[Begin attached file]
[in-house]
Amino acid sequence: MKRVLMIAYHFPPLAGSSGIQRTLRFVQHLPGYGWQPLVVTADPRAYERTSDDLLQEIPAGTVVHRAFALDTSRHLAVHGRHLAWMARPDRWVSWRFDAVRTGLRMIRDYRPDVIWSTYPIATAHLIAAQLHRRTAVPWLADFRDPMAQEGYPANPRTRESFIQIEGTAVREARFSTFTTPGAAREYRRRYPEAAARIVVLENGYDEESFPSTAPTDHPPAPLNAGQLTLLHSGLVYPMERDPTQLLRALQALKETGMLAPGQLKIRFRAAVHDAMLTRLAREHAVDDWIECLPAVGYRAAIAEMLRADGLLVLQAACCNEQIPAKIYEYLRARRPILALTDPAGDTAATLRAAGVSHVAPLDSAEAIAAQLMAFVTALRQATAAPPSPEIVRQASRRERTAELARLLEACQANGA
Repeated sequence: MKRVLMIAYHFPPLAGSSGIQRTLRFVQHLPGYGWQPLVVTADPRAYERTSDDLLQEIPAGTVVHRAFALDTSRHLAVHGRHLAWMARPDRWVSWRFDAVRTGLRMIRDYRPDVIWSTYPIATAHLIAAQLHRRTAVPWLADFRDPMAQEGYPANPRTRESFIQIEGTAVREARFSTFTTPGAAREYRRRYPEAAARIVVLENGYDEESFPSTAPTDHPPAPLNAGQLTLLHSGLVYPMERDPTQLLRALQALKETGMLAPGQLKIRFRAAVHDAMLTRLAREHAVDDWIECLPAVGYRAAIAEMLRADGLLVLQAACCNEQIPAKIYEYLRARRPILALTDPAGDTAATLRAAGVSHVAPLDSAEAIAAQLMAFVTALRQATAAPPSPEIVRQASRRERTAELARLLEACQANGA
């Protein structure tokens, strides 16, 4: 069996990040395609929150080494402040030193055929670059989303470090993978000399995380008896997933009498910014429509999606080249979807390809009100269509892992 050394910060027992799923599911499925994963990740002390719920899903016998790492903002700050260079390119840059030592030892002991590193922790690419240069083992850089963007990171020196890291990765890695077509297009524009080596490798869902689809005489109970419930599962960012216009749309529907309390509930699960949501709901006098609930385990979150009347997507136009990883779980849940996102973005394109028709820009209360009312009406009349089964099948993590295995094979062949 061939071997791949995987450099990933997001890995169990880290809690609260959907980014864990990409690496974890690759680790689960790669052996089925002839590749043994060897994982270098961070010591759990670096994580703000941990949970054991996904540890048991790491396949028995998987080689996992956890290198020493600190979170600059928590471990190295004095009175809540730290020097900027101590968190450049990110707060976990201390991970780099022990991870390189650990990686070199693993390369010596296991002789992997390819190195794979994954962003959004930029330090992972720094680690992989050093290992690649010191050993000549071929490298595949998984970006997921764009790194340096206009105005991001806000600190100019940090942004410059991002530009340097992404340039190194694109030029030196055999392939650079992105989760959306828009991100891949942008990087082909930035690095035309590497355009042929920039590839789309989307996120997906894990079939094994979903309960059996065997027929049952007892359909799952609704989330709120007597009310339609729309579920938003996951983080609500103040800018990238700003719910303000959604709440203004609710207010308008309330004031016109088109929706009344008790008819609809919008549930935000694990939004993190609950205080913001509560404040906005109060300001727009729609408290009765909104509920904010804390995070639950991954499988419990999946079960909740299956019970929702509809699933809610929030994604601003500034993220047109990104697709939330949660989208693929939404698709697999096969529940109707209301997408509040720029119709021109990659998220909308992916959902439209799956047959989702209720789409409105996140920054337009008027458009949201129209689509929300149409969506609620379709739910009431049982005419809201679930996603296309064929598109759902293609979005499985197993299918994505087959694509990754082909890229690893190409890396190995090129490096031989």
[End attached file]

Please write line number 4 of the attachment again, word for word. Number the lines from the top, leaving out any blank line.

């Protein structure tokens, strides 16, 4: 069996990040395609929150080494402040030193055929670059989303470090993978000399995380008896997933009498910014429509999606080249979807390809009100269509892992 050394910060027992799923599911499925994963990740002390719920899903016998790492903002700050260079390119840059030592030892002991590193922790690419240069083992850089963007990171020196890291990765890695077509297009524009080596490798869902689809005489109970419930599962960012216009749309529907309390509930699960949501709901006098609930385990979150009347997507136009990883779980849940996102973005394109028709820009209360009312009406009349089964099948993590295995094979062949 061939071997791949995987450099990933997001890995169990880290809690609260959907980014864990990409690496974890690759680790689960790669052996089925002839590749043994060897994982270098961070010591759990670096994580703000941990949970054991996904540890048991790491396949028995998987080689996992956890290198020493600190979170600059928590471990190295004095009175809540730290020097900027101590968190450049990110707060976990201390991970780099022990991870390189650990990686070199693993390369010596296991002789992997390819190195794979994954962003959004930029330090992972720094680690992989050093290992690649010191050993000549071929490298595949998984970006997921764009790194340096206009105005991001806000600190100019940090942004410059991002530009340097992404340039190194694109030029030196055999392939650079992105989760959306828009991100891949942008990087082909930035690095035309590497355009042929920039590839789309989307996120997906894990079939094994979903309960059996065997027929049952007892359909799952609704989330709120007597009310339609729309579920938003996951983080609500103040800018990238700003719910303000959604709440203004609710207010308008309330004031016109088109929706009344008790008819609809919008549930935000694990939004993190609950205080913001509560404040906005109060300001727009729609408290009765909104509920904010804390995070639950991954499988419990999946079960909740299956019970929702509809699933809610929030994604601003500034993220047109990104697709939330949660989208693929939404698709697999096969529940109707209301997408509040720029119709021109990659998220909308992916959902439209799956047959989702209720789409409105996140920054337009008027458009949201129209689509929300149409969506609620379709739910009431049982005419809201679930996603296309064929598109759902293609979005499985197993299918994505087959694509990754082909890229690893190409890396190995090129490096031989």